What does Queer Me do?

Queer Me is a digital game library that works to curate video games as queer experiences for young people. Using the concept of media play as social and identity practice (Johansen, 2018), video games can be understood as critical tools for encountering, exploring, and ‘trying-out’ diverse queer identities, as well as for playfully theorising new, queer, perspectives on the world. Queer Me offers young users a selection of video games (as well as a few other multimodal digital texts) which offer the opportunity to explore diverse gender and sexuality expressions; that is to say, games which offer, in some form, a queer perspective through play.

Who are the team behind Queer Me?

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Emilie Owens

The brains behind the concept of Queer Me, Emilie is a native of Canada, and has lived and worked in Malaysia, Scotland, and Denmark. She is the co-founder of The Queer Games Library, and is currently the head of communications and media, as well as head of non-games content for the library. Having completed her BA (Hons) in Communications Studies and English Literature at Concordia University in Montreal, she now specialises in researching children’s digital media and play practice. She is currently completing an IntMA (International Master’s Degree) in Children’s Literature, Media and Culture at the University of Glasgow, the University of Aarhus, and the University of Wroclaw.

(she/her)

Laura Cesa

Laura, an artist of Filipino and Scottish heritage, is the brains behind the design and production of Queer Me. She is the co-founder of The Queer Games Library, and is currently head of web and graphic design, as well as head of games curation and social media management for the library. Having completed her BA (Hons) in Time Based Art and Digital Film at University of Dundee and working within the education sector, she is now focused on researching children's identity formation in media adjacent to culture and social justice efforts. She is currently completing an IntMA (International Master’s Degree) in Children’s Literature, Media and Culture at the University of Glasgow, the University of Aarhus, and the University of Wroclaw.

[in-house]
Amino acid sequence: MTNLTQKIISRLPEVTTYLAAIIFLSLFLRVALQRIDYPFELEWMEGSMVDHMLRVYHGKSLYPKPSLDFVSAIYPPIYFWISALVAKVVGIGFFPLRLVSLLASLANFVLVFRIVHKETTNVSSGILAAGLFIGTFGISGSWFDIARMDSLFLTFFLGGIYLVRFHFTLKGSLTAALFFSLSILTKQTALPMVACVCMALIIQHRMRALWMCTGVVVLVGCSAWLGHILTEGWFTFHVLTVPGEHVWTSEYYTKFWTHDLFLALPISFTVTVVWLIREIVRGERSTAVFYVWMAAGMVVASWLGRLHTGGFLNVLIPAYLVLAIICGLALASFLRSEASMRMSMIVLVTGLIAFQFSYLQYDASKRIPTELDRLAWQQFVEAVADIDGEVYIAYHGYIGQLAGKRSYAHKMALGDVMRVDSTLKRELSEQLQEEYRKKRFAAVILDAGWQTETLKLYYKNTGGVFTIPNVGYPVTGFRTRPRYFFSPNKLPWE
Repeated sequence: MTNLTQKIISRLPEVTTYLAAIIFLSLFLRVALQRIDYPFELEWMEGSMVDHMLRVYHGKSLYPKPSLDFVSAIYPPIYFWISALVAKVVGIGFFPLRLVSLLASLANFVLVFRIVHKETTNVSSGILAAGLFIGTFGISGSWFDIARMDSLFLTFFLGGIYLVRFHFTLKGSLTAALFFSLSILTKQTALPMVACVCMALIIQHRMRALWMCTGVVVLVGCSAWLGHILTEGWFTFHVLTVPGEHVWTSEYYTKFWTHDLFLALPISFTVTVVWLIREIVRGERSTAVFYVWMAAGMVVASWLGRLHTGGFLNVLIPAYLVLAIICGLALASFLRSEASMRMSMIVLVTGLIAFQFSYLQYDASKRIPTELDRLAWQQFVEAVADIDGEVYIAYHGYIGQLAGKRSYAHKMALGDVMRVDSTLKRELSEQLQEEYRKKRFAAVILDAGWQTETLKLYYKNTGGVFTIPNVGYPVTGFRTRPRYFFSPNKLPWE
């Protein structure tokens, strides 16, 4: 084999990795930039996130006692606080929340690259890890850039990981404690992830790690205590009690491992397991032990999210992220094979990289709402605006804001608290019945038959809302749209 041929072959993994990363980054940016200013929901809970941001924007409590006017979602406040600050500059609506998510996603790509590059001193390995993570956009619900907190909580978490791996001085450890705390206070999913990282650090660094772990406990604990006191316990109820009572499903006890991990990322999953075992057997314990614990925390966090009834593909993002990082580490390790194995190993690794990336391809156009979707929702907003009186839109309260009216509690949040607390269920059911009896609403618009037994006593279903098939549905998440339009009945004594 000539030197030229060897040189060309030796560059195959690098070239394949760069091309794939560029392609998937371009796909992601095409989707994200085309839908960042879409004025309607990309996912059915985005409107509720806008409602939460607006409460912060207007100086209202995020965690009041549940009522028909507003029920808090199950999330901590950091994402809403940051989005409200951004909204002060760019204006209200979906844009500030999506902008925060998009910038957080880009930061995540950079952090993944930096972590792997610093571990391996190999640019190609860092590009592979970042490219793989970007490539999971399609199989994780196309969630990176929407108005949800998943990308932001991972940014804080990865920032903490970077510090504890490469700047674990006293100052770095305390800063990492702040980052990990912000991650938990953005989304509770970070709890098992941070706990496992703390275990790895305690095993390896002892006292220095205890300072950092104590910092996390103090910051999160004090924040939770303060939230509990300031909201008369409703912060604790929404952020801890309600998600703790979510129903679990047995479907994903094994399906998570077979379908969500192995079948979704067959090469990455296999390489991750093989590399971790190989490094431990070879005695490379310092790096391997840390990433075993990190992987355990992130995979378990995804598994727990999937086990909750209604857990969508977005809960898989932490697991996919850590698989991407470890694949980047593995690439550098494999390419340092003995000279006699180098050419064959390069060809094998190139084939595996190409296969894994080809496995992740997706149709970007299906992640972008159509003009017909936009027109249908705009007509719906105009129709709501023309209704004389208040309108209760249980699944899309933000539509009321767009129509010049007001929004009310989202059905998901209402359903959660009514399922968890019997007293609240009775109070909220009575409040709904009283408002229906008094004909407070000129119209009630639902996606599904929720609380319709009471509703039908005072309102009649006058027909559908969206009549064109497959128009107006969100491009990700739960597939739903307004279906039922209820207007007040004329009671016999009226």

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(she/her)

Further Reading

Queer Me co-opts Rudine Sims-Bishop’s (1990) metaphor of the Mirror, Window, and Door to filter games according to criterion developed with an aim to fostering more specifically diverse queer learning: Queer Me, Queer You, and Queer World. This metaphor have since been notably used in the work of Arizpe, Farrell, and McAdam, who propose ways in which the mirror, the window and the door might be used as tools to consolidate “multicultural and multiliteracy” pedagogy and create a more transformative classroom practice (Arizpe et al, 2013, 248-250). Adopting the mirror, window and door concept and framework from the work of Arizpe et al to assign practical implications within the Queer Me curation, provides an accessible clarity and discernment of the selected games and their qualities from a queer perspective.

Arizpe, E, et al. 2013, "Opening the classroom door to children's literature: a review of research" in Hall, K. 2013, International handbook of research on children's literacy, learning and culture, Wiley-Blackwell, Chichester, West Sussex. pp 241-257.

Bishop, R. S. (1990) Mirrors, windows, and sliding glass doors. Perspectives. 6 (3), ix–xi.

Copyright

Queer Me content and materials are the intellectual property of their respective owners.

Queer Me Concept © 2020 Cesa & Owens. May not be reproduced, reprinted or redistributed without written permission. Queer Me Logo designed by Laura Cesa and © 2020 Cesa & Owens.

Video Games © to their respective owners. Further information and credit on the applicable pages.

Website Graphics:

Illustrated People © rawpixel.com

Love is Love Rainbow © Yoav Hornung

Team Avatars © The Sims 4, EA Games

Door Illustration - ID 164725816 © Filata | Dreamstime.com

Window Illustration - ID 184245540 © Gpgroup | Dreamstime.com

Mirror Illustration - ID 184568970 © Oleksii Kovtun | Dreamstime.com

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